Tuesday, March 27, 2012

Seneca's Wisdom

“Life’s like a play; it’s not the length 
but the excellence of the acting that matters.”
Seneca the Younger
Roman statesman and philosopher   
(3 BC – AD 65)

When I read this Thought for the Day in the newspaper this morning, I considered how true it still is.  Seneca may have lived 2000 years ago, but the truths of life continue on through the millennia.  In our day, as it was in Seneca’s day, life is our “play” and the quality of our “acting” matters greatly.  

A diagnosis of a fatal illness brings this into focus in a very abrupt way.   Before diagnosis, life seemed to be spread out before me with many experiences and opportunities  to come far into the future even though I knew then that no one is guaranteed a long life.  After diagnosis, that all changed.  The reality of a shorter future was right there staring me in the face.   

Now, the quality of my “acting” takes on a new dimension.  I have always tried to live with integrity and honesty and with caring for my fellow life travelers.   As a first grade teacher, I had the privilege of educating young children and starting them off on their academic journey.  I felt a great responsibility and took it very seriously.  As I look back on those years, I know I aspired to excellence and hope I achieved it.  When I was Alpha Delta Kappa Washington State President, my theme for the two year term was, “In Pursuit of Excellence.” Those words guided me in all aspects of the responsibilities of that office.

In the time I have left, I want my “acting” to be excellent.  I hope to make a difference by giving back and I am still searching for how I will do that.  With my compromised immune system, volunteering in a school or any place where a lot of people congregate  is probably out of the question.  I am leaning toward volunteering at the Providence Regional Cancer Partnership which is where I had my radiation, chemo and I continue to see my oncologist.  I will be attending a Survivorship series there and may be interested in becoming a facilitator for future classes.  The most important thing is to not waste any of the precious time I have.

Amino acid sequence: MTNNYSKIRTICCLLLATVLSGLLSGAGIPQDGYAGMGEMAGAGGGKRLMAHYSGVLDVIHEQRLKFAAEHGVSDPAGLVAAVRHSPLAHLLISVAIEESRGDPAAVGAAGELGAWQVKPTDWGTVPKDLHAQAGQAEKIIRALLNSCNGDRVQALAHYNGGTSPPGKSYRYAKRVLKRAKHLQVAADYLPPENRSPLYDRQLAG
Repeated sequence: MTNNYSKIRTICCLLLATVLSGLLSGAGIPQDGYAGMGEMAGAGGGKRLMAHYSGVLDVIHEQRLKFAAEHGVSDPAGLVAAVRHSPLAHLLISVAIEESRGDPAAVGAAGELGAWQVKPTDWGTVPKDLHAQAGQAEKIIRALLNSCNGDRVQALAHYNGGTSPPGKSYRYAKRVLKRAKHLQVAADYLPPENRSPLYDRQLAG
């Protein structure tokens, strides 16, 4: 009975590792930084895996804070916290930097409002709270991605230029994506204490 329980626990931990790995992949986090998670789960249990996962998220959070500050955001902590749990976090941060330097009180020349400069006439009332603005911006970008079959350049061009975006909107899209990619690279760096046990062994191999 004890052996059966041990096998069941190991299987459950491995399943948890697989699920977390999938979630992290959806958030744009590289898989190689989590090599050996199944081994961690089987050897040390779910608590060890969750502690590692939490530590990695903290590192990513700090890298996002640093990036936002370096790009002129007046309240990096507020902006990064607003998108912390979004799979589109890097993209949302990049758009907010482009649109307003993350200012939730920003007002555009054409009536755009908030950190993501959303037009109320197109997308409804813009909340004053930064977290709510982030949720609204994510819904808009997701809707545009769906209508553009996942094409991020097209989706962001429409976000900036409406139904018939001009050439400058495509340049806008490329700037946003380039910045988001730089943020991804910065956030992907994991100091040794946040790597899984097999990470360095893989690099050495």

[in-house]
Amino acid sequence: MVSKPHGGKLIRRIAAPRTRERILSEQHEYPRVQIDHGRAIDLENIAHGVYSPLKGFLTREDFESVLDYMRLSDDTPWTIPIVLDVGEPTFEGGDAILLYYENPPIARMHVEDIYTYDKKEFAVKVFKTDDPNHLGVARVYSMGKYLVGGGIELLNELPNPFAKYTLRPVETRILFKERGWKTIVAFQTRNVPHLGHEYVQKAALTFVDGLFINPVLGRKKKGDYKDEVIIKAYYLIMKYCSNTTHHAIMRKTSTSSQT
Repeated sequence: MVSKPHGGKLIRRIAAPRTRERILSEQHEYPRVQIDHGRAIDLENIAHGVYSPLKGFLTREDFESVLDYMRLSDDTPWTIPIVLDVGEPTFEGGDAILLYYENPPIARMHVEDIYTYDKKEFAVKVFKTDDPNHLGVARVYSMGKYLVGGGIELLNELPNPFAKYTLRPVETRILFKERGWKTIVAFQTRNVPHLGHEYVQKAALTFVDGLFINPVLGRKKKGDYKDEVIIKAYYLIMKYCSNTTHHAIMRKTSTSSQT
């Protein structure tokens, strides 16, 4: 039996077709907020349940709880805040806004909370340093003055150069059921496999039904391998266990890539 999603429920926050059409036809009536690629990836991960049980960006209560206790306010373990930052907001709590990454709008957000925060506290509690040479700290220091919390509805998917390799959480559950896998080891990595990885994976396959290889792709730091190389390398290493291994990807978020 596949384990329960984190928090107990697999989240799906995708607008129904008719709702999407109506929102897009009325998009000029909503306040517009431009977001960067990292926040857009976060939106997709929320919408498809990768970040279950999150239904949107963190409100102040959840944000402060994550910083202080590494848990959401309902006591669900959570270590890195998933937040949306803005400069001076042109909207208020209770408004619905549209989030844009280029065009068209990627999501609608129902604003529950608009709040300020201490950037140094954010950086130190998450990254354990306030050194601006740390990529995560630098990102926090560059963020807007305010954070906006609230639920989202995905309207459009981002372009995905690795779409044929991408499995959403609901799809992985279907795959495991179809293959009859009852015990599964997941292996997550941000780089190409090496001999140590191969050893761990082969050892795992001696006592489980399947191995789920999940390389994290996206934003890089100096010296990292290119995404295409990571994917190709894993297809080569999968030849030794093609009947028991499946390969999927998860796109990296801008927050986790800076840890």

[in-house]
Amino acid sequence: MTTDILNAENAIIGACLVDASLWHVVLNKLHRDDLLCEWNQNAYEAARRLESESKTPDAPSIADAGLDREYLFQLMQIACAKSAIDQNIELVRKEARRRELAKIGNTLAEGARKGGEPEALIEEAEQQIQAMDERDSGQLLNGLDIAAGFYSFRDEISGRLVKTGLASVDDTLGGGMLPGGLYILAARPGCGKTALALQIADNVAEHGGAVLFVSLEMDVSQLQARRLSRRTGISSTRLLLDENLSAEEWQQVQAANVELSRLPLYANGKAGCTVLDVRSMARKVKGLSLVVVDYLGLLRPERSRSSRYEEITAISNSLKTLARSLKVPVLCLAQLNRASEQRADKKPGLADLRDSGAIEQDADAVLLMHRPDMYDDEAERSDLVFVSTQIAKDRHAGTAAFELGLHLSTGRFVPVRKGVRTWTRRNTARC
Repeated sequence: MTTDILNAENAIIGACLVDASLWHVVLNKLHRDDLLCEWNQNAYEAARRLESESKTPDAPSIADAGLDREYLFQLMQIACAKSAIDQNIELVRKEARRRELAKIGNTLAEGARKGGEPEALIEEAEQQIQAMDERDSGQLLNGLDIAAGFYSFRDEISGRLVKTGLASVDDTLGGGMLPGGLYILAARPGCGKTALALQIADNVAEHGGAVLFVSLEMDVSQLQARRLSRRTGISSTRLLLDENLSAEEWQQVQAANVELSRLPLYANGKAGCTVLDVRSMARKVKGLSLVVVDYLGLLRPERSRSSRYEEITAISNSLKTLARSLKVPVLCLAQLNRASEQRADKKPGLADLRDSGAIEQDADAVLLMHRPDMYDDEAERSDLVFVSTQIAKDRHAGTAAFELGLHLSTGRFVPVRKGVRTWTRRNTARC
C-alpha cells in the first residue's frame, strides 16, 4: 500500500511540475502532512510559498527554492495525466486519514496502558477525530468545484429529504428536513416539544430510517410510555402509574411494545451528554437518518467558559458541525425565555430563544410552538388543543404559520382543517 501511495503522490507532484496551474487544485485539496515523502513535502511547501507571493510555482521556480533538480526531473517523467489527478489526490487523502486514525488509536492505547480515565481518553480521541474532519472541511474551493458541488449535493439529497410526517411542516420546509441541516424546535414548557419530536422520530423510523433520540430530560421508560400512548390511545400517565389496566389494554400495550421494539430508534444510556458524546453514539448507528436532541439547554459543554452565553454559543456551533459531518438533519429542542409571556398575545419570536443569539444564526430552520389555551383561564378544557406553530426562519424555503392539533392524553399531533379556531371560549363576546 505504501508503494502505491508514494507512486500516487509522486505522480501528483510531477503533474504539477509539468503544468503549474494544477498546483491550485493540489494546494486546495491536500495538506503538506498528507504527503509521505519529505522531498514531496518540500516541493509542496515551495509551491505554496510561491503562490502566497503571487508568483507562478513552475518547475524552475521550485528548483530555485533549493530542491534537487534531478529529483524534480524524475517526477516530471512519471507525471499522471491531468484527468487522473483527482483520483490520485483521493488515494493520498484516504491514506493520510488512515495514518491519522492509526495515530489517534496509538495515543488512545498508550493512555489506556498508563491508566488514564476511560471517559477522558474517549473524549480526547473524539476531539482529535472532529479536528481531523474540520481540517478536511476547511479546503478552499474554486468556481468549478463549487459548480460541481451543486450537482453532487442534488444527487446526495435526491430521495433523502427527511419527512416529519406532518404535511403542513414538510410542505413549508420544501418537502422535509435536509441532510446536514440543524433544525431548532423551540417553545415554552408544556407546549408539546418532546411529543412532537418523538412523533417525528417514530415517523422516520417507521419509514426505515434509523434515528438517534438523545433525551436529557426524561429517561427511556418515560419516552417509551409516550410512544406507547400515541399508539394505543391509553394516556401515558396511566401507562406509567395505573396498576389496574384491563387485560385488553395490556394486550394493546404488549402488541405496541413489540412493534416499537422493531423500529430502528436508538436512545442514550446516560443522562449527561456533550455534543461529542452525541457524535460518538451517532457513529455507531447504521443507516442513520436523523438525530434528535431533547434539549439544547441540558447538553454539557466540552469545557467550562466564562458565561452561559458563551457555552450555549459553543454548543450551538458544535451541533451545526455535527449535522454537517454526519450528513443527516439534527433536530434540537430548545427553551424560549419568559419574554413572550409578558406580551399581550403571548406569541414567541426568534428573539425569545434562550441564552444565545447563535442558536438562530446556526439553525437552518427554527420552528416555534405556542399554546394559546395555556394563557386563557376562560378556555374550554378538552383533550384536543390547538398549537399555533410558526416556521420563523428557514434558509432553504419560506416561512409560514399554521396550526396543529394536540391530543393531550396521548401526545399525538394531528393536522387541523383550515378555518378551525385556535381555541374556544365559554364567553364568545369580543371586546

On a lighter note, I must take issue with Seneca.  It is easy to say the length of the play doesn’t matter when you don’t have a diagnosis of multiple myeloma or any other life threatening illness.  I still DO want the “play” to last a very long time and the length does matter.   Even though I have that thought, I know that Seneca was right and it is the “excellence of the acting” that matters most.


  1. Hi Carole- I just saw you on my blog page :) Seems like we have several MM commonalities. Both in Education, diagnosed around the same time and probably more (I need to read more of your blog). Just wanted to say HI, and I am sending your link to another MM penpal of mine in Alabama... who is also a retired teacher. Hhhmmmmm, perhaps an academic correlation?? Thanks for finding and following my blog Carole. And congrats for your Remission news!!! Julie from CA :)

  2. PS Carole, we have a gray kitty name Lucy, who looks so much like your Lily!!! The more I read your blog, the more MM commonalities I'm sure I will find! :)

    1. Hi Julie,
      Thank you for following my blog. I do find it comforting to be in contact with other MM patients and you and I are nearly neighbors! WA and CA are pretty close in the scope of the internet. Maybe there is an academic correlation....wouldn't that be interesting.

      Don't you love those gray kitties!? They are just so beautiful with their silvery fur.

      Carole Leigh

    2. Carole,
      I'm Barara Franke the gal that Julie Visner mentioned in her reply. I was diagnosed this past Aug. and as of June 5 I'm in remission...after eight months of chemo and a few weeks of radiation. I'm taking the maintenance drug Revlimid 10 mg. and doing well. I am also a retired teacher (2nd gtrade). It is ironic that all of us are or have been teachers and now we have Multiple Myeloma! COULD THERE BE A CONNECTION. I'm dont forward many e-mail messages, but some are too cute plus laughter has been a big part of my therapy. I'll look for your e-mail address on your blog, but if not please send it to me...bfranke108@charter.net. I'll understand if you don't want any forwards!

      Three year ago I fell down a set of outisde five steps in a downpour and tore the meniscus in my right knee plus from all of my physical activities the cartilage is almost gone! I'm scheduled to a knee replacement Wed. July 18th. Both my oncologist and Myeloma specialist Dr. Lonail at Emory told me to go ahead and repair the knee. The knee hurts so much and it's difficult to walk...tried all the shots etc., but it's time. I'm so ready and eager to for the surgery...I may be singing a different tune Wed. June 18.

      Praise God you are in remission too and I'll add you to my prayer list along with Julie.

      Friends warm you with their presence, trust you with their secrets, and remember you in their prayers

      Barbara Franke

    3. Hi Barbara,
      Welcome to my blog! I am so happy to hear that you are in remission. At my last oncologist appointment on Thursday, I found out I don't have to go back for two months except for a Zometa infusion. I have been going every month since last October when I finished maintenance and before that even more frequently.

      I do know at least two other teachers with multiple myeloma and it does seem odd that there are so many of us. I also have an aunt who died of it in 1959. Now her oldest son (80 yrs. old) has it, but he is doing pretty well.

      My good friend had the same type of knee surgery that you will be having and it went very well and yours will too!!

      My email address is in my profile. I will add you to my prayer list, too. Let me know how the knee surgery goes.

      Carole Leigh